Systemic and Pulmonary Circulation
Systemic venous circulation
The venous system of the embryo develops from an irregular capillary system, in which single vessels go through transformation and/or atrophy in order to achieve their final classification and purpose. The embryonic vein system consists of three basic systems: 1) cardinal, 2) umbilical, and 3) omphalomesenteric. These all drain into the sinus venosus which initially overlies the common atrium from both the left and right side of the body. Due to the stochastic nature of development, those systems are not uniform among adults.
The cardinal system
By day 10 to 28 of human development, the primitive circulation is symmetric bilaterally with paired cardinal veins, which drain the two sides of the body. These pump to the body via right and left aortic arches and dorsal aortae. Two systems appear: 1) the superior cardinal vein delivers blood from the head region to the left and right common cardinal vein, and 2) the inferior cardinal vein brings blood from the lower half of the body into the two common cardinal veins. In addition, the subcardinal veins appear, forming anastomosis in front of the aorta dorsalis, and start to develop the urogenital system. Between day 15 and 33 of human development, the inferior cardinal veins slowly atrophy and the opening of the sinus venosus begins to shift toward the right atrium due to both cardiac looping and differential growth. Afterwards, the inferior cardinal vein only exists close to the heart and in a sacral region connected through a big intersubcardinal anastomosis net. During week 8, the proximal portion of the left cardinal vein forms the superior vena cava via anastomoses of left brachiocephalic and right anterior cardinal veins, whereas the inferior vena cava develops from all three vein systems (see below). The right posterior cardinal vein becomes the azygos vein. The left sinus horn receiving venous blood becomes the coronary sinus.
The umbilical system
The unpaired umbilical vein provides the embryo with nutrient- and oxygen-rich blood from the placenta and becomes connected to the two intraembryonic umbilical veins. They run lateral from the omphalomesenteric veins to the heart and open together in the sinus venosus. By day 36 of human development, the umbilical veins become involved in the development of the liver and connect to the liver's capillary plexus. This results in a division of the umbilical blood, one part going straight to the heart and the other part going to the liver via anastomosis. After atrophy of the extrahepatic part of the umbilical veins, the blood from the former umbilical veins enters the heart mixed with blood from the omphalomesenteric vein after passing through the liver. The ductus venosus, a parallel shunt, forms within the liver to ensure that nutrient- and oxygen-rich blood goes straight to the heart to supply the brain and other organs quickly. The right umbilical vein atrophies by day 44 of human development, whereas the left umbilical vein delivers the entire blood from the placenta to the liver. It follows atrophy after birth and the ductus venos becomes the ligamentum venosus.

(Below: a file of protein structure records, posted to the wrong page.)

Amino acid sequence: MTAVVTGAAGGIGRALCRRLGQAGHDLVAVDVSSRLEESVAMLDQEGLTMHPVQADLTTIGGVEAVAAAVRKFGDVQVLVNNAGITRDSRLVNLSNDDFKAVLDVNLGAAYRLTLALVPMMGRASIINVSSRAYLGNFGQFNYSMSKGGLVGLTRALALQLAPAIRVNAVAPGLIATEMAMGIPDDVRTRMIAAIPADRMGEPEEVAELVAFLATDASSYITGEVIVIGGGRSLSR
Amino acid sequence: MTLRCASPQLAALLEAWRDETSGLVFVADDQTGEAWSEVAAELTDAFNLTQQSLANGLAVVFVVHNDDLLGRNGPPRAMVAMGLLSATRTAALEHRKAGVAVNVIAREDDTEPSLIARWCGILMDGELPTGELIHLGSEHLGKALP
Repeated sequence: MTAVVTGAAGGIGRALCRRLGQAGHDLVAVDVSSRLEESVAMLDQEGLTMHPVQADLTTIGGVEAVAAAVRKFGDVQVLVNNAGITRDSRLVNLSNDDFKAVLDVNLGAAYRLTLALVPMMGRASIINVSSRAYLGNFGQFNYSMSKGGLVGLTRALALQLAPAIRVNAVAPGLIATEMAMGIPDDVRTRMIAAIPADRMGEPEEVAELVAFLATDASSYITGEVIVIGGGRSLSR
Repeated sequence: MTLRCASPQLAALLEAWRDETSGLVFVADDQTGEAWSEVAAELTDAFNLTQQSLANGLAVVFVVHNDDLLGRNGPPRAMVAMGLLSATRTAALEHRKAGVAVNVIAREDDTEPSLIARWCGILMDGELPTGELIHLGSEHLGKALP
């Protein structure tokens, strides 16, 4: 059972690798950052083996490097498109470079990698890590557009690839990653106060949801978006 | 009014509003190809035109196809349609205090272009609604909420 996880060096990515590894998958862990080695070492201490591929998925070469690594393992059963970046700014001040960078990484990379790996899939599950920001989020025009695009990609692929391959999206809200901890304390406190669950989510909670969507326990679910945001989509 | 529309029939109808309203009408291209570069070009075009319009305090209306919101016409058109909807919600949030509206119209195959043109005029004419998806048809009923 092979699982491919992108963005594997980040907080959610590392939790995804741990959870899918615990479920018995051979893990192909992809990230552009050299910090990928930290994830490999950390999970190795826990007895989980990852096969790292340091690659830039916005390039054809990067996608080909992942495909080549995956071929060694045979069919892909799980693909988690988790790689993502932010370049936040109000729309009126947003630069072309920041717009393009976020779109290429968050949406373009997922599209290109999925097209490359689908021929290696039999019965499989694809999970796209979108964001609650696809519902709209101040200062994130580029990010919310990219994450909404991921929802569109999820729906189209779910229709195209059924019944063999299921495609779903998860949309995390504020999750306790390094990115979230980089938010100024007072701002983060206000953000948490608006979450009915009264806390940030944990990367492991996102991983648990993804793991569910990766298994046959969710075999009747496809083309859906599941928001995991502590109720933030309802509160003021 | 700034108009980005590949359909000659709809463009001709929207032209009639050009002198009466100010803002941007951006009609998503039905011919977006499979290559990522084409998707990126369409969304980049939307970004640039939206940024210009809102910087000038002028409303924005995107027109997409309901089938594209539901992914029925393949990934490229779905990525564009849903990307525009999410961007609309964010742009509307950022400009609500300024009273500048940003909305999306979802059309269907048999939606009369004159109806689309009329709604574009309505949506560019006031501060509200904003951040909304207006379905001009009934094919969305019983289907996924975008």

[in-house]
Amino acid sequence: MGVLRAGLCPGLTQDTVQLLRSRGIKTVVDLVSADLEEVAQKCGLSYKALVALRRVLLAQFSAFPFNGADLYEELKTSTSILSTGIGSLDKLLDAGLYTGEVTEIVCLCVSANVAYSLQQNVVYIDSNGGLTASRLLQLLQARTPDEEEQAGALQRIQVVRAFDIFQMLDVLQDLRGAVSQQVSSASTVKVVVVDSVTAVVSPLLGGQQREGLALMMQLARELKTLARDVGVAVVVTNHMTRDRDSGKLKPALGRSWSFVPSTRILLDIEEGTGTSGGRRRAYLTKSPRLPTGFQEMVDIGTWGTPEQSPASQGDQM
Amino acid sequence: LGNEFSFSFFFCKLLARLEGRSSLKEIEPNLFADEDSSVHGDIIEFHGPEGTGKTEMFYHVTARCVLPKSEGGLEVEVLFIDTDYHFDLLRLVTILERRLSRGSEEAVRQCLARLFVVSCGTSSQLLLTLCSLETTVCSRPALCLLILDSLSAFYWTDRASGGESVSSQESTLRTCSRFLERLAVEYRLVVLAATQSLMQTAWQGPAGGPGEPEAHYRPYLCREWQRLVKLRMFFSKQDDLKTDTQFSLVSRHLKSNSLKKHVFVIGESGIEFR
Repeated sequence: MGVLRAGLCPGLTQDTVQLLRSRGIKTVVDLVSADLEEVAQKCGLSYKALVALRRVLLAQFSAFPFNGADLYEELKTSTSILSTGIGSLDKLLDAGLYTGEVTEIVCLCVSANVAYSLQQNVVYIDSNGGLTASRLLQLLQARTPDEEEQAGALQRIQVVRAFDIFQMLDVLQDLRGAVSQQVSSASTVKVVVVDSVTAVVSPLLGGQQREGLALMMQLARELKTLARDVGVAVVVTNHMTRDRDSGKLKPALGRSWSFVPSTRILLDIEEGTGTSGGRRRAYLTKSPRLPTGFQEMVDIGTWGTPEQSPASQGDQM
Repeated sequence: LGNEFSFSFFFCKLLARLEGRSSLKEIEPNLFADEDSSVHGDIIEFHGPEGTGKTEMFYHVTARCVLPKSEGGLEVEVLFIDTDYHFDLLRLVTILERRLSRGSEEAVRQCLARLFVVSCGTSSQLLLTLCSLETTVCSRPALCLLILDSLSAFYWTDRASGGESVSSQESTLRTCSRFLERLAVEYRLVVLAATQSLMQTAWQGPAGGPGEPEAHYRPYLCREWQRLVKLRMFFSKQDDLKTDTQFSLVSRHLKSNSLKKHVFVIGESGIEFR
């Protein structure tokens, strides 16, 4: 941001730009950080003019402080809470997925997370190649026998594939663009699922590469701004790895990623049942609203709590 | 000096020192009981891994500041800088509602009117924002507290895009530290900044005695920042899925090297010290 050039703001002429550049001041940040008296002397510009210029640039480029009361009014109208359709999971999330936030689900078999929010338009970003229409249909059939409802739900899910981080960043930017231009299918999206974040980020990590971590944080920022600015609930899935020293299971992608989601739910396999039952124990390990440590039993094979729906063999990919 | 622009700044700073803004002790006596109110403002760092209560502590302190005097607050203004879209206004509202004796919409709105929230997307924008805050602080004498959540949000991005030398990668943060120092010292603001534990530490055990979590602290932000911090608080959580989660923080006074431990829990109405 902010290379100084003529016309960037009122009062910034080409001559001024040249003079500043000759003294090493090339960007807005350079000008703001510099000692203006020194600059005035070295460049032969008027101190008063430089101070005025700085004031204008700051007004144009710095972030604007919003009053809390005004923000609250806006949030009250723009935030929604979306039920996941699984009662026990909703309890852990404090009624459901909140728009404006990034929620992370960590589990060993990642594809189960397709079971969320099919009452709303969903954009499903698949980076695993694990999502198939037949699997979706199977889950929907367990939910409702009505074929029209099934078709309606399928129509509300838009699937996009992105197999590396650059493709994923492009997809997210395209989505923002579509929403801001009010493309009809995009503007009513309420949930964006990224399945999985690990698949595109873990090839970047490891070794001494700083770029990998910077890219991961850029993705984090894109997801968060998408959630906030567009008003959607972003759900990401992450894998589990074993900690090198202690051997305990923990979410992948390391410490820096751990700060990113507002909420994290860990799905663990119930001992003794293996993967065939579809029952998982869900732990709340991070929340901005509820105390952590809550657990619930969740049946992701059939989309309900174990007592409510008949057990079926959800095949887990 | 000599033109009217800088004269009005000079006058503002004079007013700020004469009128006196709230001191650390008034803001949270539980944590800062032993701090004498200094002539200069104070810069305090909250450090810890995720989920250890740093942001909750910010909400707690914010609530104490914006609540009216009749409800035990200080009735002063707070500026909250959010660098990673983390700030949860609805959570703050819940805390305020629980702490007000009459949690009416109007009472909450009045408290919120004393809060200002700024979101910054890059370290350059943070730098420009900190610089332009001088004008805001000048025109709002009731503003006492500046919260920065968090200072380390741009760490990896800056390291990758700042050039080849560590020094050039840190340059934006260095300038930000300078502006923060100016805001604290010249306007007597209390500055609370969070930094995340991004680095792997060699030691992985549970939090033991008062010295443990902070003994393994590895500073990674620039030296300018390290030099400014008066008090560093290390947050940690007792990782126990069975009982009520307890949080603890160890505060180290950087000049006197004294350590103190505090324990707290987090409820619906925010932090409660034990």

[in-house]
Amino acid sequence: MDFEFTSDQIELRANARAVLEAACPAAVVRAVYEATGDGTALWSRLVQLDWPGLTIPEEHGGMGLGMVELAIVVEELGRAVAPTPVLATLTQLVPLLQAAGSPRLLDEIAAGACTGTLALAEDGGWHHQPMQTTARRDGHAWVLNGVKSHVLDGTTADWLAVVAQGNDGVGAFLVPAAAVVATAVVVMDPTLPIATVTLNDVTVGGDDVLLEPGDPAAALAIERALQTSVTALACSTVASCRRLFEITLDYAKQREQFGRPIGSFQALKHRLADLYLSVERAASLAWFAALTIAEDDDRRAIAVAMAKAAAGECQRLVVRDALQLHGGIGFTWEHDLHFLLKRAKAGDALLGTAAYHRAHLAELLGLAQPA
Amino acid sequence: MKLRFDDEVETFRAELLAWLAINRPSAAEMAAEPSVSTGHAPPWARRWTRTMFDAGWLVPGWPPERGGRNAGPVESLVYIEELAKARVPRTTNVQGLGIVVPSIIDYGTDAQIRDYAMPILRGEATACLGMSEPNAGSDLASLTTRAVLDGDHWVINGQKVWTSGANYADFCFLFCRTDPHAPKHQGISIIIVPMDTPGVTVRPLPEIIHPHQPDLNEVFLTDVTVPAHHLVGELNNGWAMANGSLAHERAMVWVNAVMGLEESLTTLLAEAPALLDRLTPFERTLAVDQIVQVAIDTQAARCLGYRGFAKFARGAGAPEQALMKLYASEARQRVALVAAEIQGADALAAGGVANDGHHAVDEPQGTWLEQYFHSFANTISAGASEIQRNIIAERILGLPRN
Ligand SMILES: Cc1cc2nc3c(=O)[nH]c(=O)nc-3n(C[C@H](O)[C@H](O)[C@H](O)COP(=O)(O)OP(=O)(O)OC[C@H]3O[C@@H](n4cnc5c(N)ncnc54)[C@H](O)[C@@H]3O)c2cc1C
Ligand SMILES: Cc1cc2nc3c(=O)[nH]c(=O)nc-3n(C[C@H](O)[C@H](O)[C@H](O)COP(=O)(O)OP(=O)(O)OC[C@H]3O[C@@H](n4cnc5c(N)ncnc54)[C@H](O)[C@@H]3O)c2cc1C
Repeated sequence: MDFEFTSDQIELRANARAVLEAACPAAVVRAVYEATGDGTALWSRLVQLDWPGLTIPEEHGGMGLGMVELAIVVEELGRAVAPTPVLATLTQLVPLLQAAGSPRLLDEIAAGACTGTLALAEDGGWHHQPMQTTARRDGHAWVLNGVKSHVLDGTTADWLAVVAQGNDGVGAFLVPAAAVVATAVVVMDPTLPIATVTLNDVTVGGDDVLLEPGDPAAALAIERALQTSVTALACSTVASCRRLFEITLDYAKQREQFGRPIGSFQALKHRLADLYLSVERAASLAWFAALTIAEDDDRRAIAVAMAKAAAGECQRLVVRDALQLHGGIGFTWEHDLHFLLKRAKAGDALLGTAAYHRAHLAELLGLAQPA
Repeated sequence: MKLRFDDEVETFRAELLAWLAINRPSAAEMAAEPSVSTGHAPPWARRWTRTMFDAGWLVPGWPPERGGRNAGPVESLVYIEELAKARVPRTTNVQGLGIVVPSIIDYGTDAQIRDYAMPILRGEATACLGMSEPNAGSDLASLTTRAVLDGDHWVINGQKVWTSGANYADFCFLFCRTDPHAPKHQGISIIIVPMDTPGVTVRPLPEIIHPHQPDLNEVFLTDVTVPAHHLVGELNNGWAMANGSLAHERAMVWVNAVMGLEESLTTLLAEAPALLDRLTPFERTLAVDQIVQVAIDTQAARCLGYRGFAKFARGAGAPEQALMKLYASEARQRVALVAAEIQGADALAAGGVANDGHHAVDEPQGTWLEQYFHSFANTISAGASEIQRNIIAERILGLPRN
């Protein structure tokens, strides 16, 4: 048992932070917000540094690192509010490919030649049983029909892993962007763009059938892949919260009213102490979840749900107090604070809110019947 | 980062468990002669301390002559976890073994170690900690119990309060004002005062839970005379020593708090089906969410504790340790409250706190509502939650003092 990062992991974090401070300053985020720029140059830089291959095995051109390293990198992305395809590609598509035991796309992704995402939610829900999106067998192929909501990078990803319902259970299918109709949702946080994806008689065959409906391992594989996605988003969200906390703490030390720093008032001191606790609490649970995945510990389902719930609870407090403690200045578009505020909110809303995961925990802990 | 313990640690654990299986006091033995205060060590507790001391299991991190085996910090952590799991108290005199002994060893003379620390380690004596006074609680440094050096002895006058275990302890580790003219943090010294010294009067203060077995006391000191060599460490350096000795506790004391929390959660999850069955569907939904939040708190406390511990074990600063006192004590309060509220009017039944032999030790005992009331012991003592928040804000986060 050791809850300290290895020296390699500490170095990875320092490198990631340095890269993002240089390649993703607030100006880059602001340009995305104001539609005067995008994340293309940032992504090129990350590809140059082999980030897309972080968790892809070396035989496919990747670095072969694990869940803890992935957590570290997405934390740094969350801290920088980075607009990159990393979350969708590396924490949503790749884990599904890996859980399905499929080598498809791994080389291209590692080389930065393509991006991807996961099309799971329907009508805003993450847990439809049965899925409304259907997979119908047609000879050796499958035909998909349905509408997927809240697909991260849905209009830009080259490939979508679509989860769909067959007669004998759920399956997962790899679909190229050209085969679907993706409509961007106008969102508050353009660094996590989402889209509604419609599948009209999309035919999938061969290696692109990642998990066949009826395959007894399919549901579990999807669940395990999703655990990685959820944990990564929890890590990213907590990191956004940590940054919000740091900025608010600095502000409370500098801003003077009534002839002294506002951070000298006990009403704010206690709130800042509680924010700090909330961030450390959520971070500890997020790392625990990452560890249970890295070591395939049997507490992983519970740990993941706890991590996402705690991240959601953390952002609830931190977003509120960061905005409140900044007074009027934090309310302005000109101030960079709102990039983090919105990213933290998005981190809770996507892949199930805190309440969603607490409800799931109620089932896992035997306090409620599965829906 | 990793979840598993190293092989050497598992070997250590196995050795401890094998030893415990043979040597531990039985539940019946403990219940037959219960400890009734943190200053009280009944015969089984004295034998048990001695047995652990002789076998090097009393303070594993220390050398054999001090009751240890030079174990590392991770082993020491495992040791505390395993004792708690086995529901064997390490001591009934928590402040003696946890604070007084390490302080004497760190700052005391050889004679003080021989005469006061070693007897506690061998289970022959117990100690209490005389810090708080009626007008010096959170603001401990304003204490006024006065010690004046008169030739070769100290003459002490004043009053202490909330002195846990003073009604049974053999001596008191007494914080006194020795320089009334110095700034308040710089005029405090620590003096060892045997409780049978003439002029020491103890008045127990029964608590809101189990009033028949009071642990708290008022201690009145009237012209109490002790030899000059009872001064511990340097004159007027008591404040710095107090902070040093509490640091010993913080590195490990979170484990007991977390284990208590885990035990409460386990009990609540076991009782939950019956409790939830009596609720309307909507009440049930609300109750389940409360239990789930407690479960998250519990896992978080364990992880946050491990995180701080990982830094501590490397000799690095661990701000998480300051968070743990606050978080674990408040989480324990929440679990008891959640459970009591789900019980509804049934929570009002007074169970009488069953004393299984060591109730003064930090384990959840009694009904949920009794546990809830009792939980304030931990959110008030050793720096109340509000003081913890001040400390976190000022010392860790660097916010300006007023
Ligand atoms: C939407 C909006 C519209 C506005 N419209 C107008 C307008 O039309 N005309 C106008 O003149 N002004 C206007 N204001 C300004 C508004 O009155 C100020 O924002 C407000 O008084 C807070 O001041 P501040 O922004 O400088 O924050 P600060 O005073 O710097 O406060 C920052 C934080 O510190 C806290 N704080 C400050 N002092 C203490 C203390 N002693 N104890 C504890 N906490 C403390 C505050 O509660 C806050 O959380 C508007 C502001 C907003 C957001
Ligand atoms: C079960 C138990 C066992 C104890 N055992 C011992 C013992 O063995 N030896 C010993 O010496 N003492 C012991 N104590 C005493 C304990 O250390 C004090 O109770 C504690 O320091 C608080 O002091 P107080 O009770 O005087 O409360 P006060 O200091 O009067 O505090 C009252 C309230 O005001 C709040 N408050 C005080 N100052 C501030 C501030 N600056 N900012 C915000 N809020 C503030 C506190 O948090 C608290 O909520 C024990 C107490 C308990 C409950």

The omphalomesenteric system
The development of the duodenum and liver happens parallel to the implementation of an additional venous system right below the heart. It forms a big hepatic plexus and anastomoses with the umbilical veins. Due to a number of transformations and atrophy, the vena portae originates. Again, the ductus venosus ensures the direct forwarding of nutrient- and oxygen-rich blood to the heart, whereas the rest of the blood goes to the liver for further metabolization. In the process of early cardiac development, the left omphalomesenteric vein atrophies and all the blood from the liver is transported by the right omphalomesenteric vein to the sinus venosus.
Development of the pulmonary circulation occurs concomitantly with the shift in sinus venosus toward the right side and is independent from the three other venous systems just mentioned. Growth and branching of the lung buds, combined with the surrounding mesoderm, form the lung parenchyma and pulmonary blood vessels. The pulmonary arteries are thick-walled and muscular (similar to the aorta) in utero when pulmonary resistance is high. Thinning of the walls occurs postnatally with the onset of breathing, increased oxygenation, and decreased pulmonary resistance. The proximal portion of the main pulmonary artery develops from the truncus arteriosus, while the distal portion arises from the ventral sixth aortic arch. The right pulmonary artery develops from the right sixth aortic arch (proximal portion) and right branchial artery, and the left develops from the left branchial artery.
The primitive pulmonary vein sprouts from the left atrium before bifurcating twice to form four pulmonary veins which grow toward the developing lungs (see http://www.vhlab.umn.edu/atlas/left-atrium/pulmonary-vein-ostia/index.shtml). All four pulmonary veins are incorporated into the posterior aspect of the growing left atrium, resulting in formation of a smooth-walled area in the posterior aspect of the left atrium. The pulmonary valve forms via cavitation of the truncoconal ridge tissue and develops three triangular valve leaflets in the outflow vessel.